By Philip Jankowski
Killeen Daily Herald
BELTON - The 21-year-old alleged rape victim referred to in court documents as Jane Doe took the stand Tuesday as the first witness against Bradric Givante Fransaw, a suspected serial rapist.
Doe cried as questioning began. Prosecuting attorney Terry Clark asked if she needed to take a break to collect herself or get a drink of water. Doe said no.
She is one of eight women Fransaw allegedly raped during a two-month span in the summer of 2010. Fransaw, 24, is accused of attacking Doe on Aug. 21, 2010, inside a laundry room at a Killeen apartment complex on Hallmark Avenue.
Fransaw already has been convicted and sentenced to life in prison on a charge of aggravated sexual assault for raping a woman in Killeen on Aug. 22, 2010. That victim also was raped in a laundry room, the location of all his alleged assaults that has given Fransaw the moniker "laundry room rapist."
Though Fransaw pleaded guilty in the middle of his first trial, he has filed a pro se appeal of his conviction.
The attack against Doe occurred in the morning hours before she had intended to head to Fort Hood for formation at 9 a.m. She woke up around 6 a.m. and put a load of laundry in the wash. About an hour later, she moved the laundry to the dryer.
About 8 a.m., she returned. Doe testified she noticed a police sketch she had seen an hour earlier of a man wanted for several aggravated sexual assaults had been removed from a bulletin board.
Minutes later, a man she later identified as Fransaw entered the laundry room wearing a bandana over his face and armed with a black handgun.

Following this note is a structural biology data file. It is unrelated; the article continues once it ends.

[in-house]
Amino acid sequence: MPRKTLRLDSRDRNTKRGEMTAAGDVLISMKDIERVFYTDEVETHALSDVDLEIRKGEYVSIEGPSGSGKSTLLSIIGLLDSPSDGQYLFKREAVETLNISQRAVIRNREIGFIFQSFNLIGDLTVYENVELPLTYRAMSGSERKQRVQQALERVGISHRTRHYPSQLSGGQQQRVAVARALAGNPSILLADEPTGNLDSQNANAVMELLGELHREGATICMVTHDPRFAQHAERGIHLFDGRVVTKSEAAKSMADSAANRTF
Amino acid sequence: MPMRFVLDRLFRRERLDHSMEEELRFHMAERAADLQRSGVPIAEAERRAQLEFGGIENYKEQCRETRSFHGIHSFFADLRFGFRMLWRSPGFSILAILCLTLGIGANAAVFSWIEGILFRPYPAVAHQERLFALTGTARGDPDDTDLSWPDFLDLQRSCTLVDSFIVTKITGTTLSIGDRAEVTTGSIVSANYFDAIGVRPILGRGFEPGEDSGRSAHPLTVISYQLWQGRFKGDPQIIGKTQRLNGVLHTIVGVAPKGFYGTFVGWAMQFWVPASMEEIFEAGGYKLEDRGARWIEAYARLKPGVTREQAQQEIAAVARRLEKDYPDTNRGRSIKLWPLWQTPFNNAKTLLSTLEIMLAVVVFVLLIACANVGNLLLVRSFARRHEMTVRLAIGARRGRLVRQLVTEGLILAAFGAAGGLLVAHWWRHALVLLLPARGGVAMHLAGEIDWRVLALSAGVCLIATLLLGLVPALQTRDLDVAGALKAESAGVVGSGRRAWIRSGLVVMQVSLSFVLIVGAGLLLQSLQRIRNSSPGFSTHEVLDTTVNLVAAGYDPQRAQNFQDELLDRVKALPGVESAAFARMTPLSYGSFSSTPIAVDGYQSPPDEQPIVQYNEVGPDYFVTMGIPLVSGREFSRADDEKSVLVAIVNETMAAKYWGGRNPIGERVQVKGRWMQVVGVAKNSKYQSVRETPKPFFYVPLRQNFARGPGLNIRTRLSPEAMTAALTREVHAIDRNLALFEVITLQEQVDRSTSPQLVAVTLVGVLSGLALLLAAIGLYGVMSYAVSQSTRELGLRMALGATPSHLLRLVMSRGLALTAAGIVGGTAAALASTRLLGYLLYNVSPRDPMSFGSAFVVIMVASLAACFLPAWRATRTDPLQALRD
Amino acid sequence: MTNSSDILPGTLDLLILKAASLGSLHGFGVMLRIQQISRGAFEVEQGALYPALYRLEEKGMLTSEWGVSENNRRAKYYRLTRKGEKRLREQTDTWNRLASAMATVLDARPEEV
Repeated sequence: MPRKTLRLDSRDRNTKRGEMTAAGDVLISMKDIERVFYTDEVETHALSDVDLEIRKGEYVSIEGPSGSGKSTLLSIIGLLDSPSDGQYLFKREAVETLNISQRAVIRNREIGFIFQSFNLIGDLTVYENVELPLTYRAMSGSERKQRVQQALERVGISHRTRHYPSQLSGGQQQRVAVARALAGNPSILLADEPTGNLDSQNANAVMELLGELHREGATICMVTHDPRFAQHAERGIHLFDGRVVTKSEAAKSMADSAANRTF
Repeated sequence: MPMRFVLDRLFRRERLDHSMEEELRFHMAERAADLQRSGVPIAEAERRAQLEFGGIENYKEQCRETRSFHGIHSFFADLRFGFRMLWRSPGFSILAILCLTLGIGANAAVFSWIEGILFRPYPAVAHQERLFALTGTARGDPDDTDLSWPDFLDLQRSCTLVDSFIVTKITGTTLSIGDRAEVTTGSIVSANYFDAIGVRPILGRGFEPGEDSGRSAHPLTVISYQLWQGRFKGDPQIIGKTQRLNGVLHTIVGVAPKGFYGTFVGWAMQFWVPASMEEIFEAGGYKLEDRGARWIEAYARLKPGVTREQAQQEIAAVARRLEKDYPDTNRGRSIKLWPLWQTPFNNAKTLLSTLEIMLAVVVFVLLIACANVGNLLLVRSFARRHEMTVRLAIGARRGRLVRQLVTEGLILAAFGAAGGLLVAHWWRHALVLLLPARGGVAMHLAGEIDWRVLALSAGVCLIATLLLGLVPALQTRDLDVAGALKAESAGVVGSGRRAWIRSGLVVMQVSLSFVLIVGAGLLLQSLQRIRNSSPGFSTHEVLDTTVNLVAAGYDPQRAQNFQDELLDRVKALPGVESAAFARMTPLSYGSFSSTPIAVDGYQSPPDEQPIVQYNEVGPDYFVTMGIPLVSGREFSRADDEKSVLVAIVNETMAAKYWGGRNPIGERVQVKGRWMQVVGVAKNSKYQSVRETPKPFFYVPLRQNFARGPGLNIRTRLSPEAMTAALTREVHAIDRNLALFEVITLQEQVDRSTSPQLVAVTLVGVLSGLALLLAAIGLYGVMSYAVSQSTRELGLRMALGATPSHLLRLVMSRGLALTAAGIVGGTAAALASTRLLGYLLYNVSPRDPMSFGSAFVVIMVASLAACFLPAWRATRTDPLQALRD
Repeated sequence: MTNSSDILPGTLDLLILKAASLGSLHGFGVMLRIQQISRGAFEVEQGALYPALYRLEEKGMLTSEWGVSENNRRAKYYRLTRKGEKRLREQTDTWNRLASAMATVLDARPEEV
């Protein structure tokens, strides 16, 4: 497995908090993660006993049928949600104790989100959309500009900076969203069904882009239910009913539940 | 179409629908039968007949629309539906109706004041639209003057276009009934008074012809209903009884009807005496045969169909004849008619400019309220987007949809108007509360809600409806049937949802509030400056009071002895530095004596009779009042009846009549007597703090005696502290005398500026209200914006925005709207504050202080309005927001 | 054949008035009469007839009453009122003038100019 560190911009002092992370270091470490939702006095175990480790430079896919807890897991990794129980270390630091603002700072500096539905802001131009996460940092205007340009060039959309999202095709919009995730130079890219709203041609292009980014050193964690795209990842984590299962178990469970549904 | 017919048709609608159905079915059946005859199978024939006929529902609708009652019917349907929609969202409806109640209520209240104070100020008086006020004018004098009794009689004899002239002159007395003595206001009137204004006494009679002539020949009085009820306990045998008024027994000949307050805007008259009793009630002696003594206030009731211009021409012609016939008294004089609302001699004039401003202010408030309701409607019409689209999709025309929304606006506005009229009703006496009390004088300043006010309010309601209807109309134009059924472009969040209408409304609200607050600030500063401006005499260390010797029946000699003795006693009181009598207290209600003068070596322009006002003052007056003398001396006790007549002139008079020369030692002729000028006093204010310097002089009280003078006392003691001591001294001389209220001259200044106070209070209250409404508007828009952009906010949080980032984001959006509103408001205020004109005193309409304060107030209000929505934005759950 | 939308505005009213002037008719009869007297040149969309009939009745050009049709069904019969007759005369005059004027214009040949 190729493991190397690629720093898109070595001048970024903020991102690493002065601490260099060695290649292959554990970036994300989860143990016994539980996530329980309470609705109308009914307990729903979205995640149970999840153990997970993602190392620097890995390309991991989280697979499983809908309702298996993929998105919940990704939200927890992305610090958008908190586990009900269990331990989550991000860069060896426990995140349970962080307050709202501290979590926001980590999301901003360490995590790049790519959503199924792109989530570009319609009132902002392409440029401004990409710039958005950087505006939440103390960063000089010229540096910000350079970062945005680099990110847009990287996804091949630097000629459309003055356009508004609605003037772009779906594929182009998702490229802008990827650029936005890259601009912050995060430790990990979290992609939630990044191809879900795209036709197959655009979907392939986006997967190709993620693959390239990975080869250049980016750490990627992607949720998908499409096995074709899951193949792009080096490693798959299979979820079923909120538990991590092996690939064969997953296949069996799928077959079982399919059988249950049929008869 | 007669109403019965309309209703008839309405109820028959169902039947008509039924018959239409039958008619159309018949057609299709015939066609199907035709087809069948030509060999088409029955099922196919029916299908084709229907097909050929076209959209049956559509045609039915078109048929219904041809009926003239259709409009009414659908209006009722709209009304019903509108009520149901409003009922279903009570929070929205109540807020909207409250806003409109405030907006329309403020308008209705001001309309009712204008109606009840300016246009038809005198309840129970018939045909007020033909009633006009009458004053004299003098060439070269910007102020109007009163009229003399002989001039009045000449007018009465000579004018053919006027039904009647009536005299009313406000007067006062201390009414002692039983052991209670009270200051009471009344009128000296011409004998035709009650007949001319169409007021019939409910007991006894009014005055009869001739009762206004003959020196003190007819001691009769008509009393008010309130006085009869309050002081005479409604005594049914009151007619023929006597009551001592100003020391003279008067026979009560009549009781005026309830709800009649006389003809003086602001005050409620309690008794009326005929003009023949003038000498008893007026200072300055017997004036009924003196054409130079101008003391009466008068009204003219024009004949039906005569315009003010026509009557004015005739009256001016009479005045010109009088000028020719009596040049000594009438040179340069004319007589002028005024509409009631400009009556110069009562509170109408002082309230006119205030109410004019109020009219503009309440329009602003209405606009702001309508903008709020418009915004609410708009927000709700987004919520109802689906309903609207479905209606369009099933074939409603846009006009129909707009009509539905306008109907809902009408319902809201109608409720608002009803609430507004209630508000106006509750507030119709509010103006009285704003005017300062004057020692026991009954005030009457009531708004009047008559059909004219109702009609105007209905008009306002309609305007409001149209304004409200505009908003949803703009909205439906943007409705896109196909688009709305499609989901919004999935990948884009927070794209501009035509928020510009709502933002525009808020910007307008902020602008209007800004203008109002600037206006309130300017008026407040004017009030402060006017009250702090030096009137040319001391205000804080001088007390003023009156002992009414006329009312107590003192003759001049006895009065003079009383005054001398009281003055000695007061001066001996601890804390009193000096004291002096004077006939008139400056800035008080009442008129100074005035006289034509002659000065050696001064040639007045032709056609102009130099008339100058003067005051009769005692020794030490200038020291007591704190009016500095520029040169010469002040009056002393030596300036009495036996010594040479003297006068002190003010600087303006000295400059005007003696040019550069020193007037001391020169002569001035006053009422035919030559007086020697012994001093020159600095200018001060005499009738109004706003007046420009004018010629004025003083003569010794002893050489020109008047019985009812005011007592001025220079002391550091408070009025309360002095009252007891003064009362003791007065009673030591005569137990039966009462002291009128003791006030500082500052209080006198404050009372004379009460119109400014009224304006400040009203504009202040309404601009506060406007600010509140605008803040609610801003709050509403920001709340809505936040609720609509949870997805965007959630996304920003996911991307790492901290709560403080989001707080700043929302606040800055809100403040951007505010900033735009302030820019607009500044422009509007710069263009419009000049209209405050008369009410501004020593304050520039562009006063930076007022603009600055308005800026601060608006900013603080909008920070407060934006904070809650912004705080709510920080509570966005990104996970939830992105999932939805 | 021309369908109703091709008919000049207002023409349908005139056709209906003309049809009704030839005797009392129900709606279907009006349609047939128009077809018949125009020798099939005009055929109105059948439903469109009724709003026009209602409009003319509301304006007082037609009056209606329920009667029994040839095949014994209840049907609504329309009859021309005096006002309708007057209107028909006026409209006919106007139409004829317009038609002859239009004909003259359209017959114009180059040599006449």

"I screamed, and he told me to shut up or he will hurt me," Doe testified, noting she thought she was about to be robbed.
"He said he just wanted to touch me. I realized something was about to happen," she told the court.
Doe is a devout Christian. Though married by a judge to "the love of my life," she said she still was a virgin at the time of the alleged attack. She was waiting to be married in a church before having sexual relations with her husband.
During the attack, Fransaw allegedly forced her to perform several different sexual acts. She repeatedly pleaded with him to stop, and then began to pray. She testified that she began thinking of the biblical story of Job, the man who loses everything. "I was losing everything," Doe told the court. "The last thing that God put in my mind was to show him love," she testified.
Doe then asked her attacker if he knew Jesus, if he had God in his heart, if he was married and if he had kids. She then offered to give him a hug.
According to a statement to police, Fransaw later told police the questions gave him pause. He stopped assaulting the woman and left briefly.
He returned briefly to "clean" Doe and then left. The attack lasted about 20 minutes, she told the court.
Doe gathered her laundry and went into her apartment. She hesitated to call police because Fransaw threatened to kill her if she did, she testified. She eventually did after calling her husband, who lived out of state.
When police interviewed her that day, she sat on her bed with a blank stare on her face clutching a Bible "like a security blanket," Killeen police detective Ramiro Martinez testified.
Doe, a chemical specialist for the U.S. Army, has since been stationed elsewhere. The Daily Herald does not identify victims of rape.
Testimony in Fransaw's trial will continue at 9 a.m. today in the 264th District Court in Belton.
Contact Philip Jankowski at firstname.lastname@example.org or (254) 501-7553. Follow him on Twitter at KDHcrime.